Revitalization

The Greenest Building

By Ryan McGreal
Published March 10, 2010

Congratulations, Brantford: your urban renewal idiocy has now attracted international attention.

Many small towns are experiencing a comeback these days; a combination of aging boomers and the green movement, combined with technology that lets people work just about anywhere make them a viable alternative to urban and suburban life. [...] Smaller cities also have character, walkable main streets, apartments above shops that could be attractive to relocating urbanites.

Then there are towns like Brantford, Ontario, that think old buildings are impediments to progress, and are planning to tear down 41 of them, city blocks worth of them, to make way for...nothing.

Sigh.

Ryan McGreal, the editor of Raise the Hammer, lives in Hamilton with his family and works as a programmer, writer and consultant. Ryan volunteers with Hamilton Light Rail, a citizen group dedicated to bringing light rail transit to Hamilton. Ryan writes a city affairs column in Hamilton Magazine, and several of his articles have been published in the Hamilton Spectator. He also maintains a personal website and has been known to post passing thoughts on Twitter @RyanMcGreal. Recently, he took the plunge and finally joined Facebook.

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By michaelcumming (registered) - website | Posted March 10, 2010 at 18:55:44

Joni Mitchell's lyrics addressed a similar situation:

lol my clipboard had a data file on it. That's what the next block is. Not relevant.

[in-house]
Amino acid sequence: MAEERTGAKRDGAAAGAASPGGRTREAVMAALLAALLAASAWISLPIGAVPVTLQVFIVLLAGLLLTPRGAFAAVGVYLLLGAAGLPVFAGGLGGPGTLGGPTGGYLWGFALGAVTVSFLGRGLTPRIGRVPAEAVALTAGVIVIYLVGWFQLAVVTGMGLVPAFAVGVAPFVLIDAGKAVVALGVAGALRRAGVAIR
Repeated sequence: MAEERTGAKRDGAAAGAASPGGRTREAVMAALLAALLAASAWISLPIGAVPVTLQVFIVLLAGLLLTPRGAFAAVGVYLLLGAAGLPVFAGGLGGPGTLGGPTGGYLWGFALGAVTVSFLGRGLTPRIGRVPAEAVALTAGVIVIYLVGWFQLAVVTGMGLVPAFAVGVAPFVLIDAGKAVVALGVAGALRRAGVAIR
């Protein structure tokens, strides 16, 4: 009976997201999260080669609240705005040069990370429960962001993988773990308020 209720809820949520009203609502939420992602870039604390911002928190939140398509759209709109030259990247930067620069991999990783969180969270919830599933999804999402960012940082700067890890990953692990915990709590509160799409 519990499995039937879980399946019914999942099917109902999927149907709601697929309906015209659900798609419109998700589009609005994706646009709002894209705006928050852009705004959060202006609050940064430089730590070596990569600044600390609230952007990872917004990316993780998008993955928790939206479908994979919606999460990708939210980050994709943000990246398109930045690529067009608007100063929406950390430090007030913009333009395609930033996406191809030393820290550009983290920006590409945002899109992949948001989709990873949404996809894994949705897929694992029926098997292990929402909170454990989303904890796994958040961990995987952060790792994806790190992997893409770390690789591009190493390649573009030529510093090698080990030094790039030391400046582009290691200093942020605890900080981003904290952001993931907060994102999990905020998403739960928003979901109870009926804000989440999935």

They paved paradise and put up a parking lot With a pink hotel, a boutique and a swinging hot SPOT Don't it always seem to go that you don't know what you've got ‘til it's gone...

[Big Yellow Taxi, 1970]

Comment edited by michaelcumming on 2010-03-10 17:56:12

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By Capitalist (anonymous) | Posted March 16, 2010 at 15:36:19

"Then there are towns like Brantford, Ontario, that think old buildings are impediments to progress, and are planning to tear down 41 of them, city blocks worth of them, to make way for...nothing."

Ryan, if you are so disappointed then why don't you purchase one of these buildings and try and save it? Better yet, why don't all of you stop your whining and hold some sort of collection or fundraising events to raise money, purchase the buildings, and revitalize them into something you think is worthwhile?

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By frank (registered) | Posted March 17, 2010 at 13:08:15

Capitalist, the point is that if the city is concerned about the buildings from a structural safety standpoint then they should've been demolished however if they aren't decrepit (sp?) (and if I'm not mistaken, they weren't) then if the city is actually interested in urban renewal they should have made it their job to ensure those buildings were sold to investors willing to upgrade/renew them, not come up with a plan to bulldoze for the sake of bulldozing.

If the options are put up or shut up, then no forward progress would ever have been made. Just because a person doesn't have the means to do something doesn't mean they should keep their opinions to themselves. The fact that people are talking about it may be enough to cause someone with the capital to do something about it to come forward. Get a grip...

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By Capitalist (anonymous) | Posted March 17, 2010 at 13:26:35

"then if the city is actually interested in urban renewal they should have made it their job to ensure those buildings were sold to investors willing to upgrade/renew them, not come up with a plan to bulldoze for the sake of bulldozing."

There are no investors. That is why the buildings will be coming down.

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By frank (registered) | Posted March 22, 2010 at 12:38:51

The reason people are so mad is because they didn't really look...

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